Published in: Journal of Human Resources 49 (2). (2014). 359-392. (with Monique de Haan and Jose Rosero)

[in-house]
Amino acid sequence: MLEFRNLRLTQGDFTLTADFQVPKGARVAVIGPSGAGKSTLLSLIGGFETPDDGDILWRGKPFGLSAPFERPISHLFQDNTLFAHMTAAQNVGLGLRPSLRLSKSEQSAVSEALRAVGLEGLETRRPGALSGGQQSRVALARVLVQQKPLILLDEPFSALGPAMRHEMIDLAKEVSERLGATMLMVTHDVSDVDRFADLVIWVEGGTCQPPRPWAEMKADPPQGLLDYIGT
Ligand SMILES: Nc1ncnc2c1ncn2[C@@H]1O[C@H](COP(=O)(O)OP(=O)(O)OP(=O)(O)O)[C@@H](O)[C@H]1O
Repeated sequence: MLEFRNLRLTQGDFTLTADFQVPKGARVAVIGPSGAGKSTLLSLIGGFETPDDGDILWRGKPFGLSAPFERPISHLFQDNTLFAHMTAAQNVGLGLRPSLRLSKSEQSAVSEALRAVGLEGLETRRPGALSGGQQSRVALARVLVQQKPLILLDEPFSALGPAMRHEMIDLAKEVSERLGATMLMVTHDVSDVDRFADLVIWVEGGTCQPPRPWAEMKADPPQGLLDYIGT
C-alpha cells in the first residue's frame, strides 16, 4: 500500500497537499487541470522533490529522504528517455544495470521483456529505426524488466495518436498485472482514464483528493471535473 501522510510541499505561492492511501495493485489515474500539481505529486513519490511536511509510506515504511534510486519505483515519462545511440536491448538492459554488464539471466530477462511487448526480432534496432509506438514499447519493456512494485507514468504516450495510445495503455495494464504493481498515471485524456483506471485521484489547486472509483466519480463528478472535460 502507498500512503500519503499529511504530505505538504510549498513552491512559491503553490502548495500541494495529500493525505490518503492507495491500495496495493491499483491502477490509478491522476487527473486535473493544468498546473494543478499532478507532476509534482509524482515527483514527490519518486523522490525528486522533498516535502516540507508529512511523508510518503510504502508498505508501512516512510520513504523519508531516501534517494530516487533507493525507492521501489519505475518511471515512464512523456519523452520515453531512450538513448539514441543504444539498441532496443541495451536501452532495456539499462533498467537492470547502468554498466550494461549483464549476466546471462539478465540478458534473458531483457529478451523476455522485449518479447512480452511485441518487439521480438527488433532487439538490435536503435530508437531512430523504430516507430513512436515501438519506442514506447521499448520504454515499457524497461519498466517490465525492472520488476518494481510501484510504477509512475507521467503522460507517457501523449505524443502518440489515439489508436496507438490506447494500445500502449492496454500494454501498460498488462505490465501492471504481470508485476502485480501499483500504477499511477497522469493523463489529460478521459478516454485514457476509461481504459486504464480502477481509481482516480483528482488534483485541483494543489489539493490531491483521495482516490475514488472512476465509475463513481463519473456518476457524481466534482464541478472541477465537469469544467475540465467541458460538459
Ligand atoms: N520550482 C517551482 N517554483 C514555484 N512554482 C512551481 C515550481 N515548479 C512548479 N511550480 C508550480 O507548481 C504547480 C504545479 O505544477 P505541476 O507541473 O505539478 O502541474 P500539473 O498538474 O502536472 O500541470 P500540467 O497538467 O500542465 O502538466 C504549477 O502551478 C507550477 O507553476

In this paper we examine the effect of birth order on human capital development in Ecuador using a large national database on beneficiaries of social assistance programs together with self-collected survey data. With family fixed effects models, we find that earlier born children stay behind in their human capital development from infancy to adolescence. If we turn to potential mechanisms, we find that earlier born children receive less time from their mothers than later born children. In addition, they are breastfed shorter. Our estimates further suggest that poverty plays an important role in explaining the observed birth order patterns; that is, we find the largest birth order effects for children in their teens who grow up in poor families, with low-educated parents.